Last week’s report that the first gene-edited babies were born in China raised many questions about the safe and ethical use of technologies such as the CRISPR-Cas9 gene-editing tool deployed in the process. Little attention, though, was paid to the technology vendor’s responsibility to guard against misuse.
Questions of vendor ethics are similar to those raised in the contentious debate over gun sales in the US. Can a seller be held responsible for the actions of a buyer? How can a seller determine with certainty how any user will deploy a technology? What are the minimum requirements that must be met by a purchaser? Which technologies require user vetting? Does the onus of ethical behavior lie entirely with the user?
A paper published in August in the American Journal of Bioethics raised these questions, advocating ways to monitor use of genomics tools. What made the article, “Ethical Considerations in the Manufacture, Sale, and Distribution of Genome Editing Technologies,” notable was its author: the bioethics advisory panel of Merck KGaA, a German firm that became a major vendor of CRISPR-Cas9 and other genomics tools in 2015 with its acquisition of Sigma-Aldrich.
“We became the leading supplier of genome-editing technologies, and we thought it important to actively take part in the social debate,” Steven Hildemann, a physician and chief medical officer for Merck’s biopharma division, tells C&EN. Hildemann co-chairs the bioethics panel, which Merck formed in 2011.
Merck, he says, is concerned with developing a means of verifying the authenticity of its customers. The company, he says, does not condone any heritable human genome editing, “because we don’t understand the off-target effects well enough. We don’t have the full risk/benefit profile of this intervention at this time.”
Gregory Koblentz, a biodefense expert at George Mason University, agrees that providers of genome-editing tools should have “know your customer” rules and screening standards. He advocates modeling them after those adopted by the DNA synthesis industry’s International Gene Synthesis Consortium. IGSC established a common protocol whereby gene orders are screened against multiple databases, including a regulated-pathogen database, to determine potentially dangerous sequences before an order is filled. Customers get screened to verify they are engaged in legitimate research.
“At the very least, companies should know if their products are intended for use in human germline editing and, if so, has the research been approved by appropriate institutions and authorities,” Koblentz says.
While bioethicists generally agree that vendors bear responsibility for how their products are deployed, Francoise Baylis, a professor of bioethics and philosophy at Dalhousie University, is skeptical of the effectiveness of customer vetting.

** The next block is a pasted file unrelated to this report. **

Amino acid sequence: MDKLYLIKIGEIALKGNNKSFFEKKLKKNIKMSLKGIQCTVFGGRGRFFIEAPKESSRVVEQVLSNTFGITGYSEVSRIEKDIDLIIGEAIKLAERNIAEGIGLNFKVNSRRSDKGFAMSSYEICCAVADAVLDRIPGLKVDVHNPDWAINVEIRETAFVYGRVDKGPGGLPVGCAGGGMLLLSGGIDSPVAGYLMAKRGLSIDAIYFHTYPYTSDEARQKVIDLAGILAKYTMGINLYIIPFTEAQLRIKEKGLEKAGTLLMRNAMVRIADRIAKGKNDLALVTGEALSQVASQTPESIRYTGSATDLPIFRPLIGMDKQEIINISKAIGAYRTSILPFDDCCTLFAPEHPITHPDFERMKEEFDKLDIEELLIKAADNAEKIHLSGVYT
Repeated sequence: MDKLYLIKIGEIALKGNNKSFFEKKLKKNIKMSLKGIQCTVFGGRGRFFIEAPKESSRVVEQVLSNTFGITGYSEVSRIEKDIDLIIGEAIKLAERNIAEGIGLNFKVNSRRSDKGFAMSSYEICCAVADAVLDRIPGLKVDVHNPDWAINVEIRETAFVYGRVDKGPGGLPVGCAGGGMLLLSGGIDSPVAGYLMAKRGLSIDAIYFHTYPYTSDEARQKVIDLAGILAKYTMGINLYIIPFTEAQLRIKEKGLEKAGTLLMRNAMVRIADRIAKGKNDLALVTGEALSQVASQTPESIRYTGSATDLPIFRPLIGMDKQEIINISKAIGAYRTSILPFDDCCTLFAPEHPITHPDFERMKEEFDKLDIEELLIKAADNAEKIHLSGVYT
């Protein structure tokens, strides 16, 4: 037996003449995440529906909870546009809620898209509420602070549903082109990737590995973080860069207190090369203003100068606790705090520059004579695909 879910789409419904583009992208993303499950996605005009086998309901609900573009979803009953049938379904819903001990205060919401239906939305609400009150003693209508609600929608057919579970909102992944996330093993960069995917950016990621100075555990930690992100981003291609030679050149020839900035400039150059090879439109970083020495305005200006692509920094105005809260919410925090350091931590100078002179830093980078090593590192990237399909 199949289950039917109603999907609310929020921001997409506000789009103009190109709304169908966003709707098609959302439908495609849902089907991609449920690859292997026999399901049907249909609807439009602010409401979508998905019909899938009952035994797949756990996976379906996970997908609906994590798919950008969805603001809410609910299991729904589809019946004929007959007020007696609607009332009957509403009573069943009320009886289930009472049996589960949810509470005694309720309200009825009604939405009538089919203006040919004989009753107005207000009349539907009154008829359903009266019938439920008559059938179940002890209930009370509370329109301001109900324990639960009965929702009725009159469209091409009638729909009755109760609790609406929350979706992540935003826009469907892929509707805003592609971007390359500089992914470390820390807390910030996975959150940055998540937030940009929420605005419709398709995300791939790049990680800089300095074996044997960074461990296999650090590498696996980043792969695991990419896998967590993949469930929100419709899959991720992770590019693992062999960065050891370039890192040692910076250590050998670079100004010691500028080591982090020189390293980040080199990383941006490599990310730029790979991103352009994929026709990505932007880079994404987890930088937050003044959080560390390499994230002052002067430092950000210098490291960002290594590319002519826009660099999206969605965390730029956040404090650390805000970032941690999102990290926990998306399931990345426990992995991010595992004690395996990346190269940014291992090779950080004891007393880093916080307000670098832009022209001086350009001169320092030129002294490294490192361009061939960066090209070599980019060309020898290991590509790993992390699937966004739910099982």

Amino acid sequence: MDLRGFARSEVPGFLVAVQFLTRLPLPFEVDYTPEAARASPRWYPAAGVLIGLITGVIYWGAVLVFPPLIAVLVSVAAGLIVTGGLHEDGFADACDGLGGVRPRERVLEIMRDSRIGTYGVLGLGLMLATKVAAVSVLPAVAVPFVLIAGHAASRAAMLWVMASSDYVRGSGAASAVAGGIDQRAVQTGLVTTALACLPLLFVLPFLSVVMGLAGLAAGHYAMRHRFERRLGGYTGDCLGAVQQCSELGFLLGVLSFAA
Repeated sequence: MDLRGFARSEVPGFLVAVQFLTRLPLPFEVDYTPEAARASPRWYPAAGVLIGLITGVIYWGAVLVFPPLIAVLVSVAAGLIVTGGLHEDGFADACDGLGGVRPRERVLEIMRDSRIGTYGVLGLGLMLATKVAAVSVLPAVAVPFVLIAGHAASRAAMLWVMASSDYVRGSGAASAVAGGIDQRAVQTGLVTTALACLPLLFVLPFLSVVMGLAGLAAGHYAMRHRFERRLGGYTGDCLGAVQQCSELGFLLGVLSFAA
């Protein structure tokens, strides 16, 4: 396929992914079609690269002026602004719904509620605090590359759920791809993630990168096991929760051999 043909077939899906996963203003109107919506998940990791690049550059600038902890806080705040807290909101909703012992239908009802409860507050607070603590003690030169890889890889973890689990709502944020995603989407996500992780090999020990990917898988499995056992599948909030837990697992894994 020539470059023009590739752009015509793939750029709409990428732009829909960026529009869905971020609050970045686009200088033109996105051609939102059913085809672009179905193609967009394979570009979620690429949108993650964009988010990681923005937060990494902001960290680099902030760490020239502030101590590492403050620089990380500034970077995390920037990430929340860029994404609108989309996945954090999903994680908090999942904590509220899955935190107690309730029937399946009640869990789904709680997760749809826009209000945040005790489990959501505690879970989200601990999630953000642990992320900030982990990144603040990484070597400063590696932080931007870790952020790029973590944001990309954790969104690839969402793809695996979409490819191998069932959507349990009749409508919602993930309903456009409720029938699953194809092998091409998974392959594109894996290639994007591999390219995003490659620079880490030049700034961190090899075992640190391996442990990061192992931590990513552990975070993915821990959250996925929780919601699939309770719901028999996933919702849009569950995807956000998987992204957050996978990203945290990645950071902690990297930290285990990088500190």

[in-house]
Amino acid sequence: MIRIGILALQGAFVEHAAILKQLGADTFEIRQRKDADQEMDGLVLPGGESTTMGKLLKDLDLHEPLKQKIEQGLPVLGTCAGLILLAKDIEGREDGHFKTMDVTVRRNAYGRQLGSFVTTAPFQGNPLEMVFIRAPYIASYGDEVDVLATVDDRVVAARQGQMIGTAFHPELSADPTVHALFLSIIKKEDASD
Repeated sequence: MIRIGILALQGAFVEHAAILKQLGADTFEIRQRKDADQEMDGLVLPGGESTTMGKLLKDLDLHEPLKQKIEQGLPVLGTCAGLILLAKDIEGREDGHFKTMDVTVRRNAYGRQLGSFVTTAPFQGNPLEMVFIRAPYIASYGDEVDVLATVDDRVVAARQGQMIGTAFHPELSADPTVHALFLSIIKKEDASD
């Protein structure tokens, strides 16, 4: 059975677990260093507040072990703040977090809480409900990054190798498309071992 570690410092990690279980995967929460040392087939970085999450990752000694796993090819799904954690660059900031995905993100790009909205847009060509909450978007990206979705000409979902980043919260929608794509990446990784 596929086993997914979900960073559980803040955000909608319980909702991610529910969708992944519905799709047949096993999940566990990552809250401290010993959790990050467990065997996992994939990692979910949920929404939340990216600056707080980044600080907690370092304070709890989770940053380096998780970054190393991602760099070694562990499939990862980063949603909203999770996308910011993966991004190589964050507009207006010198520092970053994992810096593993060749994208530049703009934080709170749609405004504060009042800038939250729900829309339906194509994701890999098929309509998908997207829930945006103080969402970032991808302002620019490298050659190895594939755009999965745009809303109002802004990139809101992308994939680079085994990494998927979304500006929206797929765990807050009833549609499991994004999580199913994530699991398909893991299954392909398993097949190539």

“Are background checks really expected to be effective? If so, effective at what?” she asks. “Background checks might protect against incompetence, but presumably what society really wants to do is protect itself from sociopaths. This means one would need a screening tool to look at traits of character, not simply to determine whether the purchaser has a PhD in a relevant area.”
The consent document signed by the parents of the Chinese babies identifies Thermo Fisher Scientific as the supplier of the Cas9 gene editing tool and Synthego as the source of the guide RNA that directs the editing. Neither company would confirm their technology was used, though both acknowledge that it might have been. In written statements they both express commitment to fostering ethical use of the technology.
Other vendors claim to have established their own systems of checking out potential customers. For example, Addgene, a non-profit organization that supplies genes deposited by university researchers, investigates every application to assure genes will be used in legitimate research, according to Executive Director Joanne Kamens.
“We make sure every person who makes an account is a scientist with an accredited research institution,” she says, adding that Addgene only ships to accredited labs. The group is able to determine with a high level of certainty that customers are on the level, she says, validating requests with information that can be gleaned online. When necessary, it contacts the lab. “We have 30 PhDs working at Addgene,” she says. “It’s pretty easy for them to tell.”
The company ships anywhere in the world other than to countries that the US government doesn’t allow exports to. “The only places we don’t ship to are the ones UPS doesn’t ship to,” she says.
Addgene supplies many customers in China, where bioethicists agree the potential for rogue science is high due to relatively relaxed regulation compared to the US and Europe. “There is a lot of great science going on there at very legitimate research organizations,” Kamens says. “It doesn’t really matter what we are shipping out there, because they can easily recreate any of the things they see in the literature in a matter of days.”
Kamens concedes that misuse can’t be prevented once genes are shipped. “Of course there are rogue scientists,” she says. “The researchers who deposit genes with us want their materials to go to actual researchers who are doing legitimate research. We take that responsibility seriously and are very careful about it.”
And that responsibility is formidable, Merck’s Hildemann says. “We are talking about gene editing now, not new software or the next iPhone,” he says. “We are talking about intervention into the genome and potentially the human germline.”
With additional reporting from Ryan Cross.